Friday, September 14, 2012

Advocating for a disabled student

I'm currently using a lot of time advocating for a special needs student that was an advisee of mine. Yes, was. He had his heart set on going to a professional school, and those are the students I advise. It became clear that professional school, at least at the doctoral level, was not going to work out for him, so he needed to change majors in order to graduate in four years. Even though I'm not his official advisor anymore, I am accepting the role of his advocate because he's been with me (intensely) for three years now.

I am not a disabilities specialist by any means, and he has one of those. He also has an advisor in his new major who knows what his new requirements are. But I seem to be the coordinator for all his "advisors" and between him and the registrar's office. My big task now is to help him get all the rest of his courses in two semesters and a summer. Problem is, we have a requirement that he is going to have a helluva time accomplishing. Just for arguments' sake, let's say he has a Spanish disability, and we require Spanish of all graduates. We are working really hard to find a way for him to participate in "Spanish" within his ability. Moreover, the "Spanish" he is enrolled in currently is not working, and there's NO WAY he'll pass. So I spent time today calling profs to see if he could get into their class very late in the semester so he can drop "Spanish" and can maintain his full time status.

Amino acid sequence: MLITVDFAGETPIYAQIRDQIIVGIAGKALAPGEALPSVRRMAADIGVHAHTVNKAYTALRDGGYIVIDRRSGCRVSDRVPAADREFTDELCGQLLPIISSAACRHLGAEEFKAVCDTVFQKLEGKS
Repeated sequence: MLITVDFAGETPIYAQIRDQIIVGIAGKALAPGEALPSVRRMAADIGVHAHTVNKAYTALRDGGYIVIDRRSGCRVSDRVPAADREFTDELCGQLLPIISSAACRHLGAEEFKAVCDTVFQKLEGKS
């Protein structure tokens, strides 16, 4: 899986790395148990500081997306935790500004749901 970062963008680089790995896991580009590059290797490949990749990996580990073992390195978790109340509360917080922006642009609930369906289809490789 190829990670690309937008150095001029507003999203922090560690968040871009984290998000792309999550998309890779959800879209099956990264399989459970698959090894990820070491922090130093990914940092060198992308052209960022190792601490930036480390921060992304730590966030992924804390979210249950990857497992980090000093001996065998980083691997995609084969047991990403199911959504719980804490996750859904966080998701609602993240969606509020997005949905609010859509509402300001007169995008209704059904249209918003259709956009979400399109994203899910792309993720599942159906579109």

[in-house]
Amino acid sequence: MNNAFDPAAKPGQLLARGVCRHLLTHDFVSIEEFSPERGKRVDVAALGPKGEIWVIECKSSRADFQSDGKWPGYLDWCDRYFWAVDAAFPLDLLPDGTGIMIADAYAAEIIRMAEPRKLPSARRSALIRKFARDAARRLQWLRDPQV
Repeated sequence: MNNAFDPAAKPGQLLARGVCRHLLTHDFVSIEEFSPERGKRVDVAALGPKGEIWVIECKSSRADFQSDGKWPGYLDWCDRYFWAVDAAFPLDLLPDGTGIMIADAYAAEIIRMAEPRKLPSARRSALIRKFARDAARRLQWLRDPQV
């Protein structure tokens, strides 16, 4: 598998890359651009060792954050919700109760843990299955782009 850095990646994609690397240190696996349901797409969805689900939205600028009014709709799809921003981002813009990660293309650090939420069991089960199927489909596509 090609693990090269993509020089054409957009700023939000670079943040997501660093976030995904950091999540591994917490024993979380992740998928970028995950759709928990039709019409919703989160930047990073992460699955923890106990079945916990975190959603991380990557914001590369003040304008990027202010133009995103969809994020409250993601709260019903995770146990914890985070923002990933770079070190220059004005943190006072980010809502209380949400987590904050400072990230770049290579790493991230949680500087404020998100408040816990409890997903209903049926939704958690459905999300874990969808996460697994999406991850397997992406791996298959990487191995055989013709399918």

An additional issue is that part of his disabilities are social. He can be an arrogant, aggressive ass sometimes. He completely dominates conversations, so trying to get his needs met and get on to something else requires me to be verbally forceful with him. I don't think he has an Autism spectrum diagnosis, but he can definitely be insensitive to social clues.  He DOES thank me on occasion, and I believe he appreciates my extra work. I respect his tenacity, and despite what I've written I like him quite a bit. I care deeply about his current and future success. Otherwise, I wouldn't spend so much time trying to help him. When he graduates-and he will, dammit- I'll miss him. I'll also wonder where the extra time came from (not spent helping him).

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